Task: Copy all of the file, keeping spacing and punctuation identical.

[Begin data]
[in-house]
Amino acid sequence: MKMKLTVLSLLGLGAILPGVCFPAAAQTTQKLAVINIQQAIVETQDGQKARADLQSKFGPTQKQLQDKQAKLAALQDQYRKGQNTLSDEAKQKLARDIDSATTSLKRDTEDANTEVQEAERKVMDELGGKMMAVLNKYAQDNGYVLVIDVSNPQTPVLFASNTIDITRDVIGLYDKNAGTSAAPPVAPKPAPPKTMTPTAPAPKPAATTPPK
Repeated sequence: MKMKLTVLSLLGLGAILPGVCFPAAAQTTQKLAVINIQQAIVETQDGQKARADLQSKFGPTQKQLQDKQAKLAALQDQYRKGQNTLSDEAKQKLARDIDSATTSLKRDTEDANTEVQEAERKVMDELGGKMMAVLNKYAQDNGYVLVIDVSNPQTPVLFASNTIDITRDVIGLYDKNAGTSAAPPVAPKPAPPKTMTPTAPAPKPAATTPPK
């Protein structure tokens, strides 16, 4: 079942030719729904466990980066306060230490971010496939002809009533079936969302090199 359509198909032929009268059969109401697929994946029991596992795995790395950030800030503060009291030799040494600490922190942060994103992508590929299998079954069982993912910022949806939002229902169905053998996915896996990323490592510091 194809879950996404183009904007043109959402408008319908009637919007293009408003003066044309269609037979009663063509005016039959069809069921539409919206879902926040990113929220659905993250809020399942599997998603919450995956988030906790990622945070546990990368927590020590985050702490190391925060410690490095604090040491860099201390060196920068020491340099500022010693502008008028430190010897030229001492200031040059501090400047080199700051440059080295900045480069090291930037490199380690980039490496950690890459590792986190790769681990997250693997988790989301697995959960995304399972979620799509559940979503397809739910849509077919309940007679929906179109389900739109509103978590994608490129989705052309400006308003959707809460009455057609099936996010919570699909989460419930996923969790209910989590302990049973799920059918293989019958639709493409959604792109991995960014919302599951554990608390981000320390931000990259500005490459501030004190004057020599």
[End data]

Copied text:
[in-house]
Amino acid sequence: MKMKLTVLSLLGLGAILPGVCFPAAAQTTQKLAVINIQQAIVETQDGQKARADLQSKFGPTQKQLQDKQAKLAALQDQYRKGQNTLSDEAKQKLARDIDSATTSLKRDTEDANTEVQEAERKVMDELGGKMMAVLNKYAQDNGYVLVIDVSNPQTPVLFASNTIDITRDVIGLYDKNAGTSAAPPVAPKPAPPKTMTPTAPAPKPAATTPPK
Repeated sequence: MKMKLTVLSLLGLGAILPGVCFPAAAQTTQKLAVINIQQAIVETQDGQKARADLQSKFGPTQKQLQDKQAKLAALQDQYRKGQNTLSDEAKQKLARDIDSATTSLKRDTEDANTEVQEAERKVMDELGGKMMAVLNKYAQDNGYVLVIDVSNPQTPVLFASNTIDITRDVIGLYDKNAGTSAAPPVAPKPAPPKTMTPTAPAPKPAATTPPK
């Protein structure tokens, strides 16, 4: 079942030719729904466990980066306060230490971010496939002809009533079936969302090199 359509198909032929009268059969109401697929994946029991596992795995790395950030800030503060009291030799040494600490922190942060994103992508590929299998079954069982993912910022949806939002229902169905053998996915896996990323490592510091 194809879950996404183009904007043109959402408008319908009637919007293009408003003066044309269609037979009663063509005016039959069809069921539409919206879902926040990113929220659905993250809020399942599997998603919450995956988030906790990622945070546990990368927590020590985050702490190391925060410690490095604090040491860099201390060196920068020491340099500022010693502008008028430190010897030229001492200031040059501090400047080199700051440059080295900045480069090291930037490199380690980039490496950690890459590792986190790769681990997250693997988790989301697995959960995304399972979620799509559940979503397809739910849509077919309940007679929906179109389900739109509103978590994608490129989705052309400006308003959707809460009455057609099936996010919570699909989460419930996923969790209910989590302990049973799920059918293989019958639709493409959604792109991995960014919302599951554990608390981000320390931000990259500005490459501030004190004057020599």